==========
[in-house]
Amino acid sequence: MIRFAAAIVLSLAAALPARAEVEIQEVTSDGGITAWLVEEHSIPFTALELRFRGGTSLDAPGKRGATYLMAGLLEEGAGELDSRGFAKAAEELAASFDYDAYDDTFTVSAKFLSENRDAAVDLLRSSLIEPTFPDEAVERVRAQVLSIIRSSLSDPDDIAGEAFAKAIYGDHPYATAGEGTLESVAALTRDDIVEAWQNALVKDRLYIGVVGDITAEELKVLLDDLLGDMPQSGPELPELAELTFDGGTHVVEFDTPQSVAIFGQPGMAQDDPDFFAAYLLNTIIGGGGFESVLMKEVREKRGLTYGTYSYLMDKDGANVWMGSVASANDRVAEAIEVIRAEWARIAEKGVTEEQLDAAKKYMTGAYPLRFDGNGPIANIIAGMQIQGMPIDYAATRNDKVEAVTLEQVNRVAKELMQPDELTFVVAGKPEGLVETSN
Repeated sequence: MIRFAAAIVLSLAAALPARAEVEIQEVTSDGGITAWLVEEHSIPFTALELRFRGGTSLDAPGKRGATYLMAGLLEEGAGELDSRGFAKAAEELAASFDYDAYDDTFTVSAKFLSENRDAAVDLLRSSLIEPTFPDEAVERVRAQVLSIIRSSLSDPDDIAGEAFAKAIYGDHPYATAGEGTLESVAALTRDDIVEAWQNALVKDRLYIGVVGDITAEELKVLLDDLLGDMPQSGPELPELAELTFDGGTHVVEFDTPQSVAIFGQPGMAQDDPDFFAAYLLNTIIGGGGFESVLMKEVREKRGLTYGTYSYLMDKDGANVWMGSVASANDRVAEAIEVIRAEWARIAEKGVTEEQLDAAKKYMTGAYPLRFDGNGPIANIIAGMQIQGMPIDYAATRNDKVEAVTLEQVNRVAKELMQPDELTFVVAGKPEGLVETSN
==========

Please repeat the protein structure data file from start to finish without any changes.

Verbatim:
[in-house]
Amino acid sequence: MIRFAAAIVLSLAAALPARAEVEIQEVTSDGGITAWLVEEHSIPFTALELRFRGGTSLDAPGKRGATYLMAGLLEEGAGELDSRGFAKAAEELAASFDYDAYDDTFTVSAKFLSENRDAAVDLLRSSLIEPTFPDEAVERVRAQVLSIIRSSLSDPDDIAGEAFAKAIYGDHPYATAGEGTLESVAALTRDDIVEAWQNALVKDRLYIGVVGDITAEELKVLLDDLLGDMPQSGPELPELAELTFDGGTHVVEFDTPQSVAIFGQPGMAQDDPDFFAAYLLNTIIGGGGFESVLMKEVREKRGLTYGTYSYLMDKDGANVWMGSVASANDRVAEAIEVIRAEWARIAEKGVTEEQLDAAKKYMTGAYPLRFDGNGPIANIIAGMQIQGMPIDYAATRNDKVEAVTLEQVNRVAKELMQPDELTFVVAGKPEGLVETSN
Repeated sequence: MIRFAAAIVLSLAAALPARAEVEIQEVTSDGGITAWLVEEHSIPFTALELRFRGGTSLDAPGKRGATYLMAGLLEEGAGELDSRGFAKAAEELAASFDYDAYDDTFTVSAKFLSENRDAAVDLLRSSLIEPTFPDEAVERVRAQVLSIIRSSLSDPDDIAGEAFAKAIYGDHPYATAGEGTLESVAALTRDDIVEAWQNALVKDRLYIGVVGDITAEELKVLLDDLLGDMPQSGPELPELAELTFDGGTHVVEFDTPQSVAIFGQPGMAQDDPDFFAAYLLNTIIGGGGFESVLMKEVREKRGLTYGTYSYLMDKDGANVWMGSVASANDRVAEAIEVIRAEWARIAEKGVTEEQLDAAKKYMTGAYPLRFDGNGPIANIIAGMQIQGMPIDYAATRNDKVEAVTLEQVNRVAKELMQPDELTFVVAGKPEGLVETSN